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MOSCOW (Reuters) - Russia views Taliban gains in northern Afghanistan as having a security upside because the group is hostile to what Moscow regards as more dangerous Islamist extremists, a senior Russian diplomat said on Tuesday, according to the Interfax news agency.
Taliban fighters have made major advances as U.S. forces pull out after 20 years of war, a security headache for Moscow which fears refugees may be pushed into its Central Asian backyard and destabilise its southern defensive flank.
But Zamir Kabulov, President Vladimir Putin's special representative on Afghanistan, was cited by Interfax on Tuesday as saying the Taliban's progress in northern Afghanistan also had security advantages for Russia's allies in Central Asia like Tajikistan and Uzbekistan.
Russia has expressed alarm over what it has described as the growing strength of Islamic State elements in northern Afghanistan, and Kabulov was quoted as saying the Taliban would at least try to take on and defeat those elements.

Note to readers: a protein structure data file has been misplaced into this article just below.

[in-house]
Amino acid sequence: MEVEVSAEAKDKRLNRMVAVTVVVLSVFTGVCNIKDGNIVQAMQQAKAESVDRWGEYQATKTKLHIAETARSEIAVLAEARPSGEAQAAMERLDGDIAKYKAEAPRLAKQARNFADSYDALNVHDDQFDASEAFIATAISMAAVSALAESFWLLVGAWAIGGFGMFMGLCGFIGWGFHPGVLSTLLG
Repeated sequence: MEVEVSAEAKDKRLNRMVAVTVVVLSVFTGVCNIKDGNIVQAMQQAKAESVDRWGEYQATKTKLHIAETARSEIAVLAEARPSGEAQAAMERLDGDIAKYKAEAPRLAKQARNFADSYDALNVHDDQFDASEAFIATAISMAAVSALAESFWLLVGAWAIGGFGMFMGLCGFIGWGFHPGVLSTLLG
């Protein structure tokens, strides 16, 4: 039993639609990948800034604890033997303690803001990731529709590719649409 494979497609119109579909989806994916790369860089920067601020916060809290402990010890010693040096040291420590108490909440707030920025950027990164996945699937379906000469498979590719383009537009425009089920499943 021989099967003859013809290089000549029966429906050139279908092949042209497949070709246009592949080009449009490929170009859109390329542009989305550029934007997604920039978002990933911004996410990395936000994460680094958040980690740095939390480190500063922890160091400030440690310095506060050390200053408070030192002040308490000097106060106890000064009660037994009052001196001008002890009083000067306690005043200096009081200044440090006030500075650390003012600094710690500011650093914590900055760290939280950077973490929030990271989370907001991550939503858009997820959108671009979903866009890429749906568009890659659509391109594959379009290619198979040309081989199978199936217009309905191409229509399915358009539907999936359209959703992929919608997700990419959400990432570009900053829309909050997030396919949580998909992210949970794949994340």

"The fact that the Taliban are taking control of districts (in the north) has a positive aspect to it. Why? Because most of these (extremist) groups are not focused on domestic matters, but on Central Asia, Pakistan or Iran," Interfax cited Kabulov as telling an event organised by the Valdai discussion club.
"The Talibs, who are taking these districts over, are their sworn enemies, and unlike the Afghan government not to mention the Anglo-Saxons...the Talibs fight and destroy them," he was cited as saying.
Kabulov was also quoted as saying that Russia had so far not seen any evidence that the Taliban had tried to cross the border into Tajikistan or Uzbekistan.
(Reporting by Andrew Osborn; Editing by Tom Balmforth)